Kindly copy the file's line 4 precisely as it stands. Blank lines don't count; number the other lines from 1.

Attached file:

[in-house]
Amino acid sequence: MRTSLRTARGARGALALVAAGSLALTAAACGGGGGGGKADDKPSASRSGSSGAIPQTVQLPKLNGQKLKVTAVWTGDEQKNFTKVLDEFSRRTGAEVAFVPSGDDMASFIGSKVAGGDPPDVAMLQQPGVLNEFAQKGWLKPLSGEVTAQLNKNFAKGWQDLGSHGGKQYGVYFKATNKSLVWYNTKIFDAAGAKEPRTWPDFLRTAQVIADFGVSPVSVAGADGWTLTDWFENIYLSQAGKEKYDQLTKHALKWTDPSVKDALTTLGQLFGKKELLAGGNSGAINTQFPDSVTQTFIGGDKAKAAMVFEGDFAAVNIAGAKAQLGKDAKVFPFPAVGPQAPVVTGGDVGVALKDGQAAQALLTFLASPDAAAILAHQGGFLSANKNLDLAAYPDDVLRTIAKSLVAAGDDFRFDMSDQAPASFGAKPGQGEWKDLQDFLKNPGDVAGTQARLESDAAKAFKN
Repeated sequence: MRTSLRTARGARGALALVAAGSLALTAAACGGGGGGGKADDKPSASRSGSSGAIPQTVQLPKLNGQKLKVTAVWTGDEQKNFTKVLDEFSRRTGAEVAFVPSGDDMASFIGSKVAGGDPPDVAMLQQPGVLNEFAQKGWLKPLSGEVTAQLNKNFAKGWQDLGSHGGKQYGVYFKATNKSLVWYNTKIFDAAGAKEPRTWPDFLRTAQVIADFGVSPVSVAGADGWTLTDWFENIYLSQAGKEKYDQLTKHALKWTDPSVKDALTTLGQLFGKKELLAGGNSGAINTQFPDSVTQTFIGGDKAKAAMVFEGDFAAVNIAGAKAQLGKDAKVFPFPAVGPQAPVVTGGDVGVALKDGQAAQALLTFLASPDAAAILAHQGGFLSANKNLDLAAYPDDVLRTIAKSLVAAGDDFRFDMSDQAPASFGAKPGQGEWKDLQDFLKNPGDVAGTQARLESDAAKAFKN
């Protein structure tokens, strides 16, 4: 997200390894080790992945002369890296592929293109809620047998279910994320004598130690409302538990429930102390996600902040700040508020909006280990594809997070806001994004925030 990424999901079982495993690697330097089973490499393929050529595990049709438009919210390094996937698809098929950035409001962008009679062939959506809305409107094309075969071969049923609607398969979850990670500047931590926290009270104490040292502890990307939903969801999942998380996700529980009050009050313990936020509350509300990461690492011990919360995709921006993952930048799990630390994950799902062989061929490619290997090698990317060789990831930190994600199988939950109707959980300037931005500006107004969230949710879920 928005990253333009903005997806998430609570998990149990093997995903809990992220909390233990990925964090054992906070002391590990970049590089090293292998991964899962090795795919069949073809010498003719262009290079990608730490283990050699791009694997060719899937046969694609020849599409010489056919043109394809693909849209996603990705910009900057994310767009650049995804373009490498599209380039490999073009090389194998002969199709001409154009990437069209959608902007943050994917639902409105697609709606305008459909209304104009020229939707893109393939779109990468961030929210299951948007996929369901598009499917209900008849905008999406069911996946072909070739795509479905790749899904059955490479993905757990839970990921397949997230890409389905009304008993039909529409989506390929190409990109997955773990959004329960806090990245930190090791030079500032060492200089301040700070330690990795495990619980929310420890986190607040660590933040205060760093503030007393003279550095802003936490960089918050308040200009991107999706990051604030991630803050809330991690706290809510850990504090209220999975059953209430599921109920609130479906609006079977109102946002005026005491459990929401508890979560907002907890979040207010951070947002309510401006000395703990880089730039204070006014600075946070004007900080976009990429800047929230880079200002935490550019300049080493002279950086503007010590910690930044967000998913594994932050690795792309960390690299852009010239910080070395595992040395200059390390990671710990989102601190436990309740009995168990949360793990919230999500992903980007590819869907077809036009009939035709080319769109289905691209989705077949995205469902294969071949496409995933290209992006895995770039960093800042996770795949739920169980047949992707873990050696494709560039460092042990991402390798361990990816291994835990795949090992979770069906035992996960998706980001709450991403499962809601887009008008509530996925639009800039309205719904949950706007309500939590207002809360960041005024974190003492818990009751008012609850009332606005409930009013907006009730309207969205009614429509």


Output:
């Protein structure tokens, strides 16, 4: 997200390894080790992945002369890296592929293109809620047998279910994320004598130690409302538990429930102390996600902040700040508020909006280990594809997070806001994004925030 990424999901079982495993690697330097089973490499393929050529595990049709438009919210390094996937698809098929950035409001962008009679062939959506809305409107094309075969071969049923609607398969979850990670500047931590926290009270104490040292502890990307939903969801999942998380996700529980009050009050313990936020509350509300990461690492011990919360995709921006993952930048799990630390994950799902062989061929490619290997090698990317060789990831930190994600199988939950109707959980300037931005500006107004969230949710879920 928005990253333009903005997806998430609570998990149990093997995903809990992220909390233990990925964090054992906070002391590990970049590089090293292998991964899962090795795919069949073809010498003719262009290079990608730490283990050699791009694997060719899937046969694609020849599409010489056919043109394809693909849209996603990705910009900057994310767009650049995804373009490498599209380039490999073009090389194998002969199709001409154009990437069209959608902007943050994917639902409105697609709606305008459909209304104009020229939707893109393939779109990468961030929210299951948007996929369901598009499917209900008849905008999406069911996946072909070739795509479905790749899904059955490479993905757990839970990921397949997230890409389905009304008993039909529409989506390929190409990109997955773990959004329960806090990245930190090791030079500032060492200089301040700070330690990795495990619980929310420890986190607040660590933040205060760093503030007393003279550095802003936490960089918050308040200009991107999706990051604030991630803050809330991690706290809510850990504090209220999975059953209430599921109920609130479906609006079977109102946002005026005491459990929401508890979560907002907890979040207010951070947002309510401006000395703990880089730039204070006014600075946070004007900080976009990429800047929230880079200002935490550019300049080493002279950086503007010590910690930044967000998913594994932050690795792309960390690299852009010239910080070395595992040395200059390390990671710990989102601190436990309740009995168990949360793990919230999500992903980007590819869907077809036009009939035709080319769109289905691209989705077949995205469902294969071949496409995933290209992006895995770039960093800042996770795949739920169980047949992707873990050696494709560039460092042990991402390798361990990816291994835990795949090992979770069906035992996960998706980001709450991403499962809601887009008008509530996925639009800039309205719904949950706007309500939590207002809360960041005024974190003492818990009751008012609850009332606005409930009013907006009730309207969205009614429509």